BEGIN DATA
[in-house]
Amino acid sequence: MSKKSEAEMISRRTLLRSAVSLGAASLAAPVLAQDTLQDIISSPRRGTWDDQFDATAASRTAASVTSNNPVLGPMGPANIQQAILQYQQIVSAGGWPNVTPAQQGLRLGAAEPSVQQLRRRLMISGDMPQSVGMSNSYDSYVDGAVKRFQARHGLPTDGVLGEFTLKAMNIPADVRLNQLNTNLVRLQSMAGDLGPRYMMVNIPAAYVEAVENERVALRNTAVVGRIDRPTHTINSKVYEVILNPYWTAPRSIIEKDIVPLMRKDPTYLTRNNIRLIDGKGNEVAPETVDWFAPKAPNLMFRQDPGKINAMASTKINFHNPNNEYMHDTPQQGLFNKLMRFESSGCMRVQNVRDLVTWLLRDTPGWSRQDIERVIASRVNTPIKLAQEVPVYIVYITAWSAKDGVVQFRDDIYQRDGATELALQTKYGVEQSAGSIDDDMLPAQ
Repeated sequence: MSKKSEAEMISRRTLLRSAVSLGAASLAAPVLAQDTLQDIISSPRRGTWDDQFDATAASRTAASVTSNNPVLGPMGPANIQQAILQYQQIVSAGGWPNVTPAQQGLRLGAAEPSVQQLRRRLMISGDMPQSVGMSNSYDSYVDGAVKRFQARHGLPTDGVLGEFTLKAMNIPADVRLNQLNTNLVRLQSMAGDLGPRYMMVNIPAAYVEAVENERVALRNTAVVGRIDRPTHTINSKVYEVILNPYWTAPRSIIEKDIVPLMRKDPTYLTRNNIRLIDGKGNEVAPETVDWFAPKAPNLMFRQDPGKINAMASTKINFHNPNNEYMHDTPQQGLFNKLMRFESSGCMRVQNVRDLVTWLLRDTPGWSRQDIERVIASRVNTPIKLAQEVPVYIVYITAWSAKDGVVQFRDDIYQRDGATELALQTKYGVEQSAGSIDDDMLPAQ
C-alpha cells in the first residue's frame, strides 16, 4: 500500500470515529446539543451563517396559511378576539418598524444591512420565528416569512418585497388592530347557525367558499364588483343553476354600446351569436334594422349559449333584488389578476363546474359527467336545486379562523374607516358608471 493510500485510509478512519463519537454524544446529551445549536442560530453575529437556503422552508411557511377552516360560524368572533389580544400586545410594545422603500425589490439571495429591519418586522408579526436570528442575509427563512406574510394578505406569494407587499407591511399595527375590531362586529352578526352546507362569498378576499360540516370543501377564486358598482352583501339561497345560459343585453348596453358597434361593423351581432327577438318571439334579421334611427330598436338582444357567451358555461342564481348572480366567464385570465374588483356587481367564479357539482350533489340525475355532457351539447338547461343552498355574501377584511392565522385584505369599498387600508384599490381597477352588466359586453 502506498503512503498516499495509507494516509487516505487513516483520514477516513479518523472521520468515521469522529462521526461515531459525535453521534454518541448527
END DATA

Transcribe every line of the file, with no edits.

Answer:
[in-house]
Amino acid sequence: MSKKSEAEMISRRTLLRSAVSLGAASLAAPVLAQDTLQDIISSPRRGTWDDQFDATAASRTAASVTSNNPVLGPMGPANIQQAILQYQQIVSAGGWPNVTPAQQGLRLGAAEPSVQQLRRRLMISGDMPQSVGMSNSYDSYVDGAVKRFQARHGLPTDGVLGEFTLKAMNIPADVRLNQLNTNLVRLQSMAGDLGPRYMMVNIPAAYVEAVENERVALRNTAVVGRIDRPTHTINSKVYEVILNPYWTAPRSIIEKDIVPLMRKDPTYLTRNNIRLIDGKGNEVAPETVDWFAPKAPNLMFRQDPGKINAMASTKINFHNPNNEYMHDTPQQGLFNKLMRFESSGCMRVQNVRDLVTWLLRDTPGWSRQDIERVIASRVNTPIKLAQEVPVYIVYITAWSAKDGVVQFRDDIYQRDGATELALQTKYGVEQSAGSIDDDMLPAQ
Repeated sequence: MSKKSEAEMISRRTLLRSAVSLGAASLAAPVLAQDTLQDIISSPRRGTWDDQFDATAASRTAASVTSNNPVLGPMGPANIQQAILQYQQIVSAGGWPNVTPAQQGLRLGAAEPSVQQLRRRLMISGDMPQSVGMSNSYDSYVDGAVKRFQARHGLPTDGVLGEFTLKAMNIPADVRLNQLNTNLVRLQSMAGDLGPRYMMVNIPAAYVEAVENERVALRNTAVVGRIDRPTHTINSKVYEVILNPYWTAPRSIIEKDIVPLMRKDPTYLTRNNIRLIDGKGNEVAPETVDWFAPKAPNLMFRQDPGKINAMASTKINFHNPNNEYMHDTPQQGLFNKLMRFESSGCMRVQNVRDLVTWLLRDTPGWSRQDIERVIASRVNTPIKLAQEVPVYIVYITAWSAKDGVVQFRDDIYQRDGATELALQTKYGVEQSAGSIDDDMLPAQ
C-alpha cells in the first residue's frame, strides 16, 4: 500500500470515529446539543451563517396559511378576539418598524444591512420565528416569512418585497388592530347557525367558499364588483343553476354600446351569436334594422349559449333584488389578476363546474359527467336545486379562523374607516358608471 493510500485510509478512519463519537454524544446529551445549536442560530453575529437556503422552508411557511377552516360560524368572533389580544400586545410594545422603500425589490439571495429591519418586522408579526436570528442575509427563512406574510394578505406569494407587499407591511399595527375590531362586529352578526352546507362569498378576499360540516370543501377564486358598482352583501339561497345560459343585453348596453358597434361593423351581432327577438318571439334579421334611427330598436338582444357567451358555461342564481348572480366567464385570465374588483356587481367564479357539482350533489340525475355532457351539447338547461343552498355574501377584511392565522385584505369599498387600508384599490381597477352588466359586453 502506498503512503498516499495509507494516509487516505487513516483520514477516513479518523472521520468515521469522529462521526461515531459525535453521534454518541448527